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Women filmmakers dominate Human Rights Watch Film Festival

Women filmmakers dominate Human Rights Watch Film Festival

This year's Human Rights Watch Film Festival will feature 15 films - 12 directed by women. Co-presented by the Film Society of Lincoln Center and IFC Center, the festival runs from June 14-21 at New York’s Francesca Beale Theater at the Elinor Bunin Munroe Film Center. This must-see event focuses on one of the most important issues of our time - human rights. This year, the voices of women are notably prevalent this year when women have fought for their voices to be heard in the #MeToo movement. 

Through emotional and poignant feature films, the Human Rights Watch Film Festival shines a light on issues like sexual abuse, civil violence, women on the front lines, rights of transgender soldiers and the suffering of women in third world countries. Director Sahra Mani’s A Thousand Girls Like Me is a 76-minute feature about Khatera, a 23-year-old Afghan woman who forces her father to stand trial after a lifetime of sexual abuse. Julia Bacha directs Naila and the Uprising tells the story of Naila Ayesh, who played a key role in the First Intifada, the most vibrant, nonviolent mobilization in Palestinian history. The film will screen at New York's Human Rights Watch Film Festival on June 16.

Bacha and Mani are just two of the women filmmakers who are represented in an impressive list of films being shown. Last year’s program had roughly half directed by women filmmakers, a slight increase from the previous year.

“We have already seen some progress in that regard over the past year,” Bacha told FF2 Media when asked about the increase of women in film festivals. “In order to ensure the progress continues and isn’t a short-term gain, we need to target the system as a whole - not just the curation of film festivals. That means, among other things, providing financial support for women filmmakers to research and develop their films at the same level received by their male counterparts, supporting women taking creative risks in their work, and offering a safe way for women to report sexual harassment and assault in the industry so they don’t leave.”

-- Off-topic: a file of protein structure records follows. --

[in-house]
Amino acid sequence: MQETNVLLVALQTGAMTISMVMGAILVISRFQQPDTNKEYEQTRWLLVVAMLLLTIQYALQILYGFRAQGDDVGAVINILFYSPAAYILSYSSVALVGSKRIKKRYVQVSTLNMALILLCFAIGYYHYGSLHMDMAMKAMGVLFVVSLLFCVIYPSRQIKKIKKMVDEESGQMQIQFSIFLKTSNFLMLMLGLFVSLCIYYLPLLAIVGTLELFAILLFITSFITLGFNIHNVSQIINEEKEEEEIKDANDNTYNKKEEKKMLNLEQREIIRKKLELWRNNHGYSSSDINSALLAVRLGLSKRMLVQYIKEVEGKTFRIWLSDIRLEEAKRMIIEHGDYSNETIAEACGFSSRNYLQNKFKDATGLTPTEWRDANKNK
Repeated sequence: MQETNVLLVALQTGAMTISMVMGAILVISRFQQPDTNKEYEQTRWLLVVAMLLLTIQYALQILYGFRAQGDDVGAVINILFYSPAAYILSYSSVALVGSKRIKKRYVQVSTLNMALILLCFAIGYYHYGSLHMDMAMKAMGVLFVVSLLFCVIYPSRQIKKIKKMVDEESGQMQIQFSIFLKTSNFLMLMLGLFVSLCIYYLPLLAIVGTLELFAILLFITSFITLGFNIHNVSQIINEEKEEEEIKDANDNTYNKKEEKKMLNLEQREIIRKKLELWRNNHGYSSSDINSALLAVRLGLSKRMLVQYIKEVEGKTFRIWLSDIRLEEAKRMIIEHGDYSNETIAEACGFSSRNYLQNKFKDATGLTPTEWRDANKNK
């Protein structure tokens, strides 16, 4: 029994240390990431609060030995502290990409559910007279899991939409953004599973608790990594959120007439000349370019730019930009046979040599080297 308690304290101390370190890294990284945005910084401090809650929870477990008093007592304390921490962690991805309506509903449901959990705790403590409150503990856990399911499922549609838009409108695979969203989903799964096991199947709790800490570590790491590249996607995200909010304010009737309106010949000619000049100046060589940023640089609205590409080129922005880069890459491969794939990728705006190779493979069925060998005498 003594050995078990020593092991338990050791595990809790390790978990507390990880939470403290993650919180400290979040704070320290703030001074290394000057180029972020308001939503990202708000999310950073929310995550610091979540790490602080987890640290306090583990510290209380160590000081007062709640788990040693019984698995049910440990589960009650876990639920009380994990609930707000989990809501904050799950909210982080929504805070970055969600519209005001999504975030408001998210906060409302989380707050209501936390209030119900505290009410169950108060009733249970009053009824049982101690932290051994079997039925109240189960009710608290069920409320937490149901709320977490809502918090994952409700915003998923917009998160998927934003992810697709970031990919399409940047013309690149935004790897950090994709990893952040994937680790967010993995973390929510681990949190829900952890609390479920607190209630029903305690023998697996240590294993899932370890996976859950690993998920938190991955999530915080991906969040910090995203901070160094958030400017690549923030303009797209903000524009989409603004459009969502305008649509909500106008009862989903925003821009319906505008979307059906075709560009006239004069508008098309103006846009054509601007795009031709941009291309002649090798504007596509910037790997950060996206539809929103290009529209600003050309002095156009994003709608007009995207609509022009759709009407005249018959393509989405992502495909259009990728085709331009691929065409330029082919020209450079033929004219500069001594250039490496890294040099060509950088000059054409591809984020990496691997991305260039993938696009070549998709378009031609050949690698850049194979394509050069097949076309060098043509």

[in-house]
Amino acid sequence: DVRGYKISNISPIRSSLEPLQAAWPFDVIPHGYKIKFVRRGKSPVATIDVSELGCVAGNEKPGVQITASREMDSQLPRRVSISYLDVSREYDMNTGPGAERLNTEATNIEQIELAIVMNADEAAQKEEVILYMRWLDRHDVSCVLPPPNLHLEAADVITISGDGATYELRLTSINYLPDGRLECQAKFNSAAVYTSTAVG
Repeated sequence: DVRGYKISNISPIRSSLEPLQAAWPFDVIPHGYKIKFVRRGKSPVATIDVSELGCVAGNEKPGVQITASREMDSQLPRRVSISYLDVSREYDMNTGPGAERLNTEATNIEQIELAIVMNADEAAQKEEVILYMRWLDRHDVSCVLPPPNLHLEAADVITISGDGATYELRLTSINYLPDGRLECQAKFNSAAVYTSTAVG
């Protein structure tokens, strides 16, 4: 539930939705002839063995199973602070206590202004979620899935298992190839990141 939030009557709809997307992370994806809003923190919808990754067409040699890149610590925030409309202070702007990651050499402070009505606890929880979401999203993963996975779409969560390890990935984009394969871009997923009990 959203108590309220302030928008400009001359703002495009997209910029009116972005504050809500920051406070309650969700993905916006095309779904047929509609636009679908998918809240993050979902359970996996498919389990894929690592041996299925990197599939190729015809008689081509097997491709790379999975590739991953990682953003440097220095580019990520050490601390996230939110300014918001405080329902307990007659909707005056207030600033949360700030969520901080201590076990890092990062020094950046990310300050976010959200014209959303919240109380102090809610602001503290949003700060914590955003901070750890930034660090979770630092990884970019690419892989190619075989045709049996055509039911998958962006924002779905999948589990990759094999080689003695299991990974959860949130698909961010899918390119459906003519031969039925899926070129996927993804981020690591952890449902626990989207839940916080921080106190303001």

Bacha, who is a Peabody award-winning filmmaker (Budrus), Guggenheim Fellow and the Creative Director at Just Vision, reflected on her participation as a woman filmmaker in the Human Rights Watch Film Festival, “It’s a huge honor to be presenting alongside such incredible films helmed by women. The slate at this year’s HRWFF shows that it’s not that hard to find incredible films made by women.”

That slate also includes Charm City, a 106-minute feature that takes viewers to Baltimore, Maryland to uncover the reasons for the city’s excessive violence. Sedika Mojadid’s 80-minute film Facing the Dragon will be making its New York premiere. The film tells the story of two women on the front lines of Afghanistan as the Taliban regains its hold on the country.

The Silence of Others by Almudena Carracedo and Robert Bahar, is a 96-minute feature that is also making its New York premiere. It centers on a 1977 law in Spain known as "the pact of forgetting" which prohibits legal action related to the oppression, torture and murder of an estimated 100,000 people during Franco’s 40-year dictatorship.

All screenings will be followed by in-depth discussions with filmmakers, film subjects, Human Rights Watch researchers and special guests. You can see these movies and more by purchasing tickets at the https://www.filmlinc.org/festivals/human-rights-watch-film-festival/#films.

© Lisa Iannucci (6/15/18) FF2 Media

 

Photos: Julia Bacha's Naila and the Uprising & Sahra Mani’s A Thousand Girls Like Me